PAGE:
Clinical Learning Resource Centre

Simulation plays an important role in the education of health sciences students.  Facilities in various locations across campus give students the opportunity to practice and learn clinical skills in a safe, virtual environment.  Students can be supervised and while they practice on simulation equipment, standardized patients and volunteer patients.  Simulated real-life environments give students confidence in their ability to treat patients. 

The CLRC at the University of Saskatchewan has one of the most advanced simulation facilities in Canada.  Services provided to all health sciences faculty and students are consistent and make good use of the university's resources.  These facilities include:

  • the Simulated Clinical Assessment Area located on the 4th floor of the Health Sciences Building;
  • the Simulated Clinical Care Area located in Ellis Hall;
  • a pharmacy professional skills teaching facility located in the Thorvaldson Building;
  • a physical therapy functional activities lab located in St. Andrews College; and
  • a state-of-the-art simulation facility in the College of Dentistry where students learn basic procedures.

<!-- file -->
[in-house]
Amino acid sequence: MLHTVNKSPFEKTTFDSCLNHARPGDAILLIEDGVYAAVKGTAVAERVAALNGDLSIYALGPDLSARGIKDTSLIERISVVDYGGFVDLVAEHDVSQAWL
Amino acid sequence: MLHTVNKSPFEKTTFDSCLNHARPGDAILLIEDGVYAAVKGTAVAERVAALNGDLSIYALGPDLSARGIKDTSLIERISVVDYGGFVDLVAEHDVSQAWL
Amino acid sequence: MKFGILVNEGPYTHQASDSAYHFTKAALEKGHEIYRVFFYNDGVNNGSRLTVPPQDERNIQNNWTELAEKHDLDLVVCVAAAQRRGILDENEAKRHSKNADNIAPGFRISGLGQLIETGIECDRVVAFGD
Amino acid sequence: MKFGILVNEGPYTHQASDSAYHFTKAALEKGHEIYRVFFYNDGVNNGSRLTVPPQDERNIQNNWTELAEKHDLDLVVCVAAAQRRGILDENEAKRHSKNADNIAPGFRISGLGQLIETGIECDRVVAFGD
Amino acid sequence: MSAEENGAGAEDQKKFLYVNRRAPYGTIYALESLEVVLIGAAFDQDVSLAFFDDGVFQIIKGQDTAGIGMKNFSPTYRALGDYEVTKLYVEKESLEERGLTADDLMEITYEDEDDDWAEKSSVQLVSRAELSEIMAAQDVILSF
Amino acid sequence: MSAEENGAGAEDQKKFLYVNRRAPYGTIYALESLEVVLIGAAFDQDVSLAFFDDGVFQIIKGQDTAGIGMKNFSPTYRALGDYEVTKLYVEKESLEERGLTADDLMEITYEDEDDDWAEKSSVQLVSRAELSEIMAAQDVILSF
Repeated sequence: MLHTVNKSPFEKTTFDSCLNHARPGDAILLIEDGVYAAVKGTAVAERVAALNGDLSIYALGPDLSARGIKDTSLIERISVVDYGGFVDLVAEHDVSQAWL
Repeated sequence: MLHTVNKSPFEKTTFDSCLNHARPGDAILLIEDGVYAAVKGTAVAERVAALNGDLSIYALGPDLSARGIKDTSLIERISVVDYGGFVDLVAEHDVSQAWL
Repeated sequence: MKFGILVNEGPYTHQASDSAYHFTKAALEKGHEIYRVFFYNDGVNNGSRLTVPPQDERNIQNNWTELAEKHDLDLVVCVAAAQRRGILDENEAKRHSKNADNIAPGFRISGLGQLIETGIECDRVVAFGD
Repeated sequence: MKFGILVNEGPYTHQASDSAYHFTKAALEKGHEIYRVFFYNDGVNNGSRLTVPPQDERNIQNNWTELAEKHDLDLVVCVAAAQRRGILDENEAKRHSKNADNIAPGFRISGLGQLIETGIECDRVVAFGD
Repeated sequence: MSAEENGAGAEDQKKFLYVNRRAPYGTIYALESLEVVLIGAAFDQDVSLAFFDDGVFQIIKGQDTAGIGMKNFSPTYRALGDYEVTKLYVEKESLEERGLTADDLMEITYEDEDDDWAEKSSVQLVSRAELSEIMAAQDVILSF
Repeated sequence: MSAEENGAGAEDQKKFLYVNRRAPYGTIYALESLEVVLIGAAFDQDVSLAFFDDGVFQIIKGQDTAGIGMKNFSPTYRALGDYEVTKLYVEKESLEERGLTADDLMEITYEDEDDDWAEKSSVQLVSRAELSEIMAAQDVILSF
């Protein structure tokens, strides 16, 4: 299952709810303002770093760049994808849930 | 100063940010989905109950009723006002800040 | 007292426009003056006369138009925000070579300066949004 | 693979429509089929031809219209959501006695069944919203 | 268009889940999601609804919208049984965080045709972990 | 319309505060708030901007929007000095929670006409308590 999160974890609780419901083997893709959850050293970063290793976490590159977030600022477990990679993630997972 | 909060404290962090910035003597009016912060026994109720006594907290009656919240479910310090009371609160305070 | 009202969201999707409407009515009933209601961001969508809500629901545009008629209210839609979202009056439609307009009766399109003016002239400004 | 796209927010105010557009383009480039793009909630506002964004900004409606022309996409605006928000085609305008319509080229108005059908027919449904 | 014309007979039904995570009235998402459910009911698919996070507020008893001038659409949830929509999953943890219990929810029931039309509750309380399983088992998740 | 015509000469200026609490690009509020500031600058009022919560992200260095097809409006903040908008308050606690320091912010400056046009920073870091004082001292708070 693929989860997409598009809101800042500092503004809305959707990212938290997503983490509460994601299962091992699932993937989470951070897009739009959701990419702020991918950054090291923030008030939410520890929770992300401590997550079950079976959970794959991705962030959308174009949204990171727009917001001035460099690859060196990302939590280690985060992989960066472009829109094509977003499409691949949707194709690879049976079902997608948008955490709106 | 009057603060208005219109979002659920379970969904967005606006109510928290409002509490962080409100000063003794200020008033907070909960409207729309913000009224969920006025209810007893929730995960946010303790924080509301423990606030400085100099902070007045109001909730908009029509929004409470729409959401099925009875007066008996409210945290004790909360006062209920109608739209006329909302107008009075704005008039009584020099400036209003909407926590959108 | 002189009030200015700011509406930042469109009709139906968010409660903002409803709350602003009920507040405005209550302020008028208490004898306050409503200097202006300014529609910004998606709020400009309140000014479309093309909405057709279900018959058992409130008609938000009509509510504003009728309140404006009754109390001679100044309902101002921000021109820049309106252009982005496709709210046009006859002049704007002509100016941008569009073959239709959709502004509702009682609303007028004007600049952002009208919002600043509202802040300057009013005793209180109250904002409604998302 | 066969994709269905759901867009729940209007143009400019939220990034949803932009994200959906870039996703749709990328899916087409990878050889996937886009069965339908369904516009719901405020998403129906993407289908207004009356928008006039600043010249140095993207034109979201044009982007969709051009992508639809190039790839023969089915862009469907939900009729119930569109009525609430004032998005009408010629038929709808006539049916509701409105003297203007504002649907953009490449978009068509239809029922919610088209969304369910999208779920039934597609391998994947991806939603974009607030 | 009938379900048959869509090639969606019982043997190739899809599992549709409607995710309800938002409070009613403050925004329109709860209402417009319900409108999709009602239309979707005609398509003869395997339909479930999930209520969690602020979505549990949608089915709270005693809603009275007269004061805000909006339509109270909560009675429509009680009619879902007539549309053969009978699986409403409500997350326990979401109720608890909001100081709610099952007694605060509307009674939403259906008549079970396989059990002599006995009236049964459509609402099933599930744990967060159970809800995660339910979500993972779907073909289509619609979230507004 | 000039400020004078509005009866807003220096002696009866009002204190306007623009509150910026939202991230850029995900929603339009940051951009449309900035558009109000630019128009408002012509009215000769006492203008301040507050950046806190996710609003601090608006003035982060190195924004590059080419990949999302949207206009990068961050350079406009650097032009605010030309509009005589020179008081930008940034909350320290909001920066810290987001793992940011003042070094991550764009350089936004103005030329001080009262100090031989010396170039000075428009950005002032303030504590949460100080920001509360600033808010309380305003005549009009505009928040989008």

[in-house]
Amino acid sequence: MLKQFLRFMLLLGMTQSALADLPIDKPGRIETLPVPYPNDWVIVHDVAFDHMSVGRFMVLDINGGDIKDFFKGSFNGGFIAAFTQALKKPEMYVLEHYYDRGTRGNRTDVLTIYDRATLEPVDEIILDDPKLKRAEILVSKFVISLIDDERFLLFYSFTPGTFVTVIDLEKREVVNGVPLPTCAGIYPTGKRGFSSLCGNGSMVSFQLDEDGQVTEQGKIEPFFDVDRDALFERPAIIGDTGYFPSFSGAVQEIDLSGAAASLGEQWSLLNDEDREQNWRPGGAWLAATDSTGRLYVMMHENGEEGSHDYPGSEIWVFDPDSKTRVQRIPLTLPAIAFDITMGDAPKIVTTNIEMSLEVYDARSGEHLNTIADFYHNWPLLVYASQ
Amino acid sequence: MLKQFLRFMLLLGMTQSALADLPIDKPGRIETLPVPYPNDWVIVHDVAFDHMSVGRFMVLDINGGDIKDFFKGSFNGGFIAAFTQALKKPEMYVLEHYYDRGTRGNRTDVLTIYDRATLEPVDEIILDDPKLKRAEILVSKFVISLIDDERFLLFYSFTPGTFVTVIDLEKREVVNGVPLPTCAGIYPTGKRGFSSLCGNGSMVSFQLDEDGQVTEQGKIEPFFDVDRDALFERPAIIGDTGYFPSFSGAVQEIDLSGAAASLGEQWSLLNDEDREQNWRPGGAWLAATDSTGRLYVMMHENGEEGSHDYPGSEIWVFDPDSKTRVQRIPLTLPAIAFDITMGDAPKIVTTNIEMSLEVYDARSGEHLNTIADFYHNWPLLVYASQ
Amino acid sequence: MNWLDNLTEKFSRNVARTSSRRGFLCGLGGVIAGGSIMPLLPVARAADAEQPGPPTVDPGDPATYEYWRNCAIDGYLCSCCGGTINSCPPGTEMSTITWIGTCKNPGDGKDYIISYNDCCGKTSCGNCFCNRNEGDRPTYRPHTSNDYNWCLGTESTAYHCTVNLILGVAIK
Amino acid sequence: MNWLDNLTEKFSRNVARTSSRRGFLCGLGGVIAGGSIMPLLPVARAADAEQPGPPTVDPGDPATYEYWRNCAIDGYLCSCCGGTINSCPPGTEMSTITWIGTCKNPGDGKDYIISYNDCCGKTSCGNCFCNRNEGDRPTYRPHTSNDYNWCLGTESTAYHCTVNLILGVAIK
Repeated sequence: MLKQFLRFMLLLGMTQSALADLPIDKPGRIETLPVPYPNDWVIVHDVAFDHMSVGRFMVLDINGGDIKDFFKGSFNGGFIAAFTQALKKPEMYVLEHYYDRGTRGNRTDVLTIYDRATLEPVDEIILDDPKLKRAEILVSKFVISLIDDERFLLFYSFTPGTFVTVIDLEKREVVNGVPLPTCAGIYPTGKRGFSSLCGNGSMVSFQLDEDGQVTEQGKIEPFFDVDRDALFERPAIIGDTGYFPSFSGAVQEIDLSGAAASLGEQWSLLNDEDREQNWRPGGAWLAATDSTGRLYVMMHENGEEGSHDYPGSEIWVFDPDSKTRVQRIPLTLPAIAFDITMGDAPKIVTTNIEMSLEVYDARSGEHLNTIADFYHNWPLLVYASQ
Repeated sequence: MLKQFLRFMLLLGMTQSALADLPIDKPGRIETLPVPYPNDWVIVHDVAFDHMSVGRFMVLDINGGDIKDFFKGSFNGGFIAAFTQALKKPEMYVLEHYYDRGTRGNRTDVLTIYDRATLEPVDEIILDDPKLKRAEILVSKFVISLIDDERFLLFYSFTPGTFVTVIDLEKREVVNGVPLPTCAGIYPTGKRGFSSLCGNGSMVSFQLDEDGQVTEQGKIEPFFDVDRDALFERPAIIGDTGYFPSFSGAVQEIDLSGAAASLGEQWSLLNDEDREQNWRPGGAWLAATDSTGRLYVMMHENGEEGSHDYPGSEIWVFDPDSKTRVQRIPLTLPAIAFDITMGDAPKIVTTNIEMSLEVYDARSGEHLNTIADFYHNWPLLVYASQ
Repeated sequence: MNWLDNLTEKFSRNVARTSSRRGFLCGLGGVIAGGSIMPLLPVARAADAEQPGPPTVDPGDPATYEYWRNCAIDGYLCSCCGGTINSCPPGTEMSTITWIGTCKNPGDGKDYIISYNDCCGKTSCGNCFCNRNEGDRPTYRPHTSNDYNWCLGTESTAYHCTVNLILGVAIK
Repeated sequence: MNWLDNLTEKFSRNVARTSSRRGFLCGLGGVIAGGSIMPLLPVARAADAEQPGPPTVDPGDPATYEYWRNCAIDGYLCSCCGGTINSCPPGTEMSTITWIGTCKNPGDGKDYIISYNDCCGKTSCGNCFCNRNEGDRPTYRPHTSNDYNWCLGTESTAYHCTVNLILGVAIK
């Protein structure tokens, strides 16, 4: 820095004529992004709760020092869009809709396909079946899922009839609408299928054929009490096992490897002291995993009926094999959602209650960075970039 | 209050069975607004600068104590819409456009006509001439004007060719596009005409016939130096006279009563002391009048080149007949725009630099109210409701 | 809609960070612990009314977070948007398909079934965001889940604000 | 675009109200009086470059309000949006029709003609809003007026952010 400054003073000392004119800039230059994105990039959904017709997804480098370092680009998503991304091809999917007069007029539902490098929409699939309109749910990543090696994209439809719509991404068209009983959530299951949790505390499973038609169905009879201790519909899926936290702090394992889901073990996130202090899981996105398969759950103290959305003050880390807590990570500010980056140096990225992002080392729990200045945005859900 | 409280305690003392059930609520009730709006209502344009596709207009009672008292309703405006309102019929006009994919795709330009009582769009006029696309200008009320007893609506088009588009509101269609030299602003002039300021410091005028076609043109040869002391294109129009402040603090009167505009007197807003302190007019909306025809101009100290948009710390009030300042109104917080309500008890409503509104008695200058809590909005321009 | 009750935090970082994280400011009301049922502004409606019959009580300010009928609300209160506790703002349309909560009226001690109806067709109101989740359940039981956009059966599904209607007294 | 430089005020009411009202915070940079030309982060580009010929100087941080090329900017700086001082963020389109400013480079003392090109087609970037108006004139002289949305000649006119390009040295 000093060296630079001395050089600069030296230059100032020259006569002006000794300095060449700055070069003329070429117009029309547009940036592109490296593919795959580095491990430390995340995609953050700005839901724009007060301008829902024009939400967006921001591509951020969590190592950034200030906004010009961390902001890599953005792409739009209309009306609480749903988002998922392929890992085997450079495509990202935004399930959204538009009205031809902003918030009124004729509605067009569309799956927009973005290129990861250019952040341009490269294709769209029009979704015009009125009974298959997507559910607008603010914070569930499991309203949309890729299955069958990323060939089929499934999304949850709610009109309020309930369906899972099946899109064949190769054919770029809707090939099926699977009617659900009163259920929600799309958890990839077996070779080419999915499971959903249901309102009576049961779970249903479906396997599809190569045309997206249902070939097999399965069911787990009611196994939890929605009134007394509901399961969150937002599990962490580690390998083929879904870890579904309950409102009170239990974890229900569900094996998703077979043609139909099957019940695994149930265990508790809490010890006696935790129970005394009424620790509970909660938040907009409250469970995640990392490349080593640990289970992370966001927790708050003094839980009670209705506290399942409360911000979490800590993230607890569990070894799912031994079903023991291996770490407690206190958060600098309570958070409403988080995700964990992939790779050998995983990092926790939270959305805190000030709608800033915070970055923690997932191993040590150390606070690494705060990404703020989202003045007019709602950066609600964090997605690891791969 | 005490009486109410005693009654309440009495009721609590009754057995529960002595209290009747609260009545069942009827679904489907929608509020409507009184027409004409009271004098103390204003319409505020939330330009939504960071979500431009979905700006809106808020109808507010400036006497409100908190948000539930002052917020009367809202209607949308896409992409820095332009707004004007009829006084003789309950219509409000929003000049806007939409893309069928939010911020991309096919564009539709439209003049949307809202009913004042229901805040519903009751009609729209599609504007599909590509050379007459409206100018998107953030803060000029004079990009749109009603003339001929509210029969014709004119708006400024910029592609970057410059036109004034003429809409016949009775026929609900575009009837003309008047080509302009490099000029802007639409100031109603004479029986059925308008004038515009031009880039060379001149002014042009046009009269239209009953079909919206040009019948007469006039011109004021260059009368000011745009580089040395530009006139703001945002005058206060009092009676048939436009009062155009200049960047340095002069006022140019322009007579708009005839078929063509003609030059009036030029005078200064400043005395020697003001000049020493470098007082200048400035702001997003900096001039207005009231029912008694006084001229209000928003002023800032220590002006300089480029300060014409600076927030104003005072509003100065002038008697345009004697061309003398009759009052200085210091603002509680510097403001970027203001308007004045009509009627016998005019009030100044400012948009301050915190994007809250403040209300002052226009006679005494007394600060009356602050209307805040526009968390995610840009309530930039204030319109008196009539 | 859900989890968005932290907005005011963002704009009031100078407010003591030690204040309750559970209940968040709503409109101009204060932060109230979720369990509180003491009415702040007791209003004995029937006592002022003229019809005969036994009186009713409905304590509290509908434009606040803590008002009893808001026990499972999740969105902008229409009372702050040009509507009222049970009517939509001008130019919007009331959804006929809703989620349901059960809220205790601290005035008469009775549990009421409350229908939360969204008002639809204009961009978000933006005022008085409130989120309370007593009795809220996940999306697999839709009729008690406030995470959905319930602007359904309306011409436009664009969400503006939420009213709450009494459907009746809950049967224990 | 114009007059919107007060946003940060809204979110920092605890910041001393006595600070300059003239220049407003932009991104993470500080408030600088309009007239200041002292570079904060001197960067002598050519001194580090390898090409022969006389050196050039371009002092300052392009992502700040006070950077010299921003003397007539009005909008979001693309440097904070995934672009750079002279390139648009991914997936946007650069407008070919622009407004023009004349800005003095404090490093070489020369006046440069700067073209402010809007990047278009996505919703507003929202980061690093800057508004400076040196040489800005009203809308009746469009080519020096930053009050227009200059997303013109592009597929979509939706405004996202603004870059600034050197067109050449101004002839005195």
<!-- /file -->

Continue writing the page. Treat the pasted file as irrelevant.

An expanded permanent Clinical Learning Resource Centre will be housed in the E wing addition of the Health Sciences project.  This building is currently under construction and is expected to be completed by late 2013.

For more information, contact:
Debbie Briere, CLRC Manager
email: debbie.briere@usask.ca
phone: 966-2037

2012 TD Discovery Days in Health Sciences

by Annette Horvath

disc days 2012

High-school students, teachers and chaperones from across the province were on campus November 23rd to take part in the third annual TD Discovery Days in Health Sciences. The popular event introduces high school students to careers in clinical pshycology, kinesiology, medicine, nursing, nutrition, pharmacy, physical therapy and veterinary medicine. Since 1997, more than 80 Discovery Days have been held across Canada.  This is the third year the health sciences colleges and schools have partnered with the Canadian Medical Hall of Fame to host the event.

Through hands-on activities, students gain a clear picture of what it would be like to be a U of S student by interacting with researchers, clinicians and educators. The experience proved positive and students commented how they enjoyed using the tools and the hands-on experience. One student stated “they treated us like we were actual nursing students and I learned a lot!”

Another student explained “I really enjoyed being able to use the real equipment that residents use for their own training. It was really hands on.”

The day concluded with a lively career panel discussion where students asked a variety of health professionals about their daily activities, the challenges they faced, how they became interested in their profession and what drives them to continue.

Many thanks to faculty, staff and students for their enthusiasm and support of TD Discovery Days in Health Sciences.

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